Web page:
Take the 2-minute tour ×
Stack Overflow is a question and answer site for professional and enthusiast programmers. It's 100% free, no registration required.

I've been trying to employ what looks like a very clever KVO pattern that resolves a selector to a Method pointer that can be passed as the context.

The last part of the part of the pattern is giving me some troubles:

- (void)observeValueForKeyPath:(NSString *)keyPath 
    ofObject:(id)object 
    change:(NSDictionary *)change 
    context:(void *)context
{
    Method m = (Method)context;
    (void(*)(id,SEL,id,id,id))(m->method_imp)(owner, m->method_name, keyPath, object, change);
}

Specifically the part where the Method pointer is dereferenced and seemingly invoked.

(void(*)(id,SEL,id,id,id))(m->method_imp)(owner, m->method_name, keyPath, object, change);

I get this compile error error: dereferencing pointer to incomplete type

I'm very new to Objective-C and C and have two questions:

  1. What is the above syntax called? I'd like to read more about it.
  2. How do I fix that line to work?

Though I don't understand it I get the feeling that the statement could be split into two or more lines to be a little more readable. If that's true, I'd love to see how that might look.

share|improve this question
add comment

1 Answer 1

up vote 2 down vote accepted

It may be as simple as importing the Objective-C runtime headers:

#import <objc/runtime.h>

Then the compiler knows what Method is and you'll be able to successfully dereference it.


(void(*)(id,SEL,id,id,id))(m->method_imp)

casts m->method_imp to be a pointer to a (void) function, with arguments of type id,SEL,id,id,id. Every Objective-C method is actually a C function, with the first argument being the pointer to the object (which you can access by using self), and the second the Selector (which is accessible by _cmd) following the normal method's parameters.

Thus, the compiler now asserts that you have this function with a couple of arguments, so you are able to call this function by using normal parenthesis. The first argument representing the object, the second the Selector, and then all the others.

To read more about it, please search for function pointers and learn how the Objective-C runtime works.


In essence, you could also have used the following code:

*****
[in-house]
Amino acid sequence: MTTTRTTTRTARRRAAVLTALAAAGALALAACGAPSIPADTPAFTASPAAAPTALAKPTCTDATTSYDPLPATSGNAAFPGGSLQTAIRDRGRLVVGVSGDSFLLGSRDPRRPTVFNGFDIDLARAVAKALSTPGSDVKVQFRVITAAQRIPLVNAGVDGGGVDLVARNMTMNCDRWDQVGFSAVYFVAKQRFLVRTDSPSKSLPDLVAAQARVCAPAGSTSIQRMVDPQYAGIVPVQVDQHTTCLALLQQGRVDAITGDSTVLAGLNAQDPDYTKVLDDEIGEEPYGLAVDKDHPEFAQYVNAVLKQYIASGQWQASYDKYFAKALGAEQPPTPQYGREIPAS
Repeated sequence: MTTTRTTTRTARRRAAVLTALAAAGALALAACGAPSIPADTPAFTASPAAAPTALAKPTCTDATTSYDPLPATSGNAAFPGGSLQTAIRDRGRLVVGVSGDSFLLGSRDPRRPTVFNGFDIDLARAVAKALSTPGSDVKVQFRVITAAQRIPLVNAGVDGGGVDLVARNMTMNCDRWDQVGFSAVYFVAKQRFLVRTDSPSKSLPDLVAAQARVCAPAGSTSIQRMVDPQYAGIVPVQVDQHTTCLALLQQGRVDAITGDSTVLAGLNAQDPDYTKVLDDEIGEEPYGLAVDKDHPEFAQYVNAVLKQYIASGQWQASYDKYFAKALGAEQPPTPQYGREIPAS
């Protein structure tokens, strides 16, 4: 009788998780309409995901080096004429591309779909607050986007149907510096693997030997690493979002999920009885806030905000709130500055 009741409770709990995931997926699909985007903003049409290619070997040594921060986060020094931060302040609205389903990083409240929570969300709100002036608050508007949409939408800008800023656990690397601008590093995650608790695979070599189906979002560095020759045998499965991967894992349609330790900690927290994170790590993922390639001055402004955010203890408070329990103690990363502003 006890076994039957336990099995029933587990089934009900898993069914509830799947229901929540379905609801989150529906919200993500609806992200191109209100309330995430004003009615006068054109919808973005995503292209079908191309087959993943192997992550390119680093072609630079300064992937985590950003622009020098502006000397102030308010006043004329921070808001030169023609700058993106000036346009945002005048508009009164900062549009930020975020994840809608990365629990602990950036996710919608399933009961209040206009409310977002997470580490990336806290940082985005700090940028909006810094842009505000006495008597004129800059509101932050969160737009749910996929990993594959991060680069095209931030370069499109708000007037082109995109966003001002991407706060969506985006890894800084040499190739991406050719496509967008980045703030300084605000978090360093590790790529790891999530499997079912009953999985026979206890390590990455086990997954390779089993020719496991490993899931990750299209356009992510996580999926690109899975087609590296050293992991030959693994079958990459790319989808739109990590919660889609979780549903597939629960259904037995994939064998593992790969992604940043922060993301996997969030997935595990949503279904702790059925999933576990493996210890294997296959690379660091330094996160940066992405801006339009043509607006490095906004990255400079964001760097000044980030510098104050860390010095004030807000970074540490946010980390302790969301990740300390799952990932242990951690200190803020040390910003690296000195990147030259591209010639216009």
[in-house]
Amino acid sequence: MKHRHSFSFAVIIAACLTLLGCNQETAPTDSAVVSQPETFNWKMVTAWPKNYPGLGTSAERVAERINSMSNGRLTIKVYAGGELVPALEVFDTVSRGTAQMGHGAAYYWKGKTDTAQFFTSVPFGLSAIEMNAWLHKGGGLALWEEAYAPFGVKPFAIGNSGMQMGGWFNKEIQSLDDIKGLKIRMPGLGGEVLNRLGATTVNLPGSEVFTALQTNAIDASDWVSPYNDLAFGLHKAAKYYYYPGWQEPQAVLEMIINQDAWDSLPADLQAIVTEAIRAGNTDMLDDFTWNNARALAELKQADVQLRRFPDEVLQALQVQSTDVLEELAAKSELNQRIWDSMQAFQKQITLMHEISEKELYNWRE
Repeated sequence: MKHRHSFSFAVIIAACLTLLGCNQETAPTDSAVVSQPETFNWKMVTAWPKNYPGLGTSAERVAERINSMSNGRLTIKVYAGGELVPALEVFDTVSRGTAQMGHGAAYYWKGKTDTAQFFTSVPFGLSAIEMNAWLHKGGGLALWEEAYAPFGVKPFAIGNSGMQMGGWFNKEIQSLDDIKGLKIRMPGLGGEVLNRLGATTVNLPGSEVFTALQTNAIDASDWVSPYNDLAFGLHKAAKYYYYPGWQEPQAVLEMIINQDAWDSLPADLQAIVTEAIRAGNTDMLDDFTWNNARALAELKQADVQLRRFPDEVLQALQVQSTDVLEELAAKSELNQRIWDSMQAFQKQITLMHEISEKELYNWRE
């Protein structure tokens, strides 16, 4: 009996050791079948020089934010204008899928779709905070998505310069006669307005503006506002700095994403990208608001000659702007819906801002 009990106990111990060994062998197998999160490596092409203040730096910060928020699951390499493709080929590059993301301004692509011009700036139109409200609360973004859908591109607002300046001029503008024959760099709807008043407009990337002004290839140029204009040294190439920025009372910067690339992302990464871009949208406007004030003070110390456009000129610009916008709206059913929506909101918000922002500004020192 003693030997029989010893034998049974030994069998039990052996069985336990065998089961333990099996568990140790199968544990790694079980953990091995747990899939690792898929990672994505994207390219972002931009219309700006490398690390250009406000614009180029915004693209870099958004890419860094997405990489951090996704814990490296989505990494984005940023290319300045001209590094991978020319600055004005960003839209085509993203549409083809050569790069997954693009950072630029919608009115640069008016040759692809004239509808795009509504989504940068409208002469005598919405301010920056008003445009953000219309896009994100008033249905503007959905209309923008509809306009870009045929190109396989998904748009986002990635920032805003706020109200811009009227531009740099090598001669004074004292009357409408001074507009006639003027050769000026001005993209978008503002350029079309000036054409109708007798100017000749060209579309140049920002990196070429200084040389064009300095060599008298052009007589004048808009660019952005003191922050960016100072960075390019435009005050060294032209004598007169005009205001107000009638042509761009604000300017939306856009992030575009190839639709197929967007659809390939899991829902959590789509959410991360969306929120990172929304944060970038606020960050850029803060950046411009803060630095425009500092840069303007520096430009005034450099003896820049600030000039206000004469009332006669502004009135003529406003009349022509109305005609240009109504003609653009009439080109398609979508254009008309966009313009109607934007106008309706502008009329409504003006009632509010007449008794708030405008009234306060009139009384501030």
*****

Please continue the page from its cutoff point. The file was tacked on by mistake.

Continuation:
objc_msgSend(owner, m->method_name, keyPath, object, change);

But then, it wouldn't have been necessary to get the instance method. Now, the only thing you need from the method is the selector, which you already had. This means, you could've used the SEL directly as the context argument, and then using the code:

objc_msgSend(owner, (SEL)context, keyPath, object, change);

Something about IMP then, which m->method_imp is defined as:

In <objc/objc.h>, IMP has been defined as follows:

typedef id          (*IMP)(id, SEL, ...); 

A bit of a weird syntax since it's not really clear which one is the type and which one is the definition. Well, only IMP is the definition in this case, the rest id (*)(id, SEL, ...) the type. To learn more about this, find some function-pointers article.

So, it is a pointer to a function that returns an object (id) and takes multiple arguments: the default Objective-C ones, and probably some more (denoted by ..., which means there may be additional arguments)

share|improve this answer
    
Thanks! I had that import already, but have since heard back from the author who says that struct objc_method is not available in Objective C 2.0. But your suggestion of passing the selector as the context and using objc_msgSend works perfectly and achieves the design goal of being able to pass multiple parameters and avoiding wrapper objects like NSNotification. Very big +1 for that! –  David Blevins Dec 31 '10 at 2:09
add comment

Your Answer

 
discard

By posting your answer, you agree to the privacy policy and terms of service.

Not the answer you're looking for? Browse other questions tagged or ask your own question.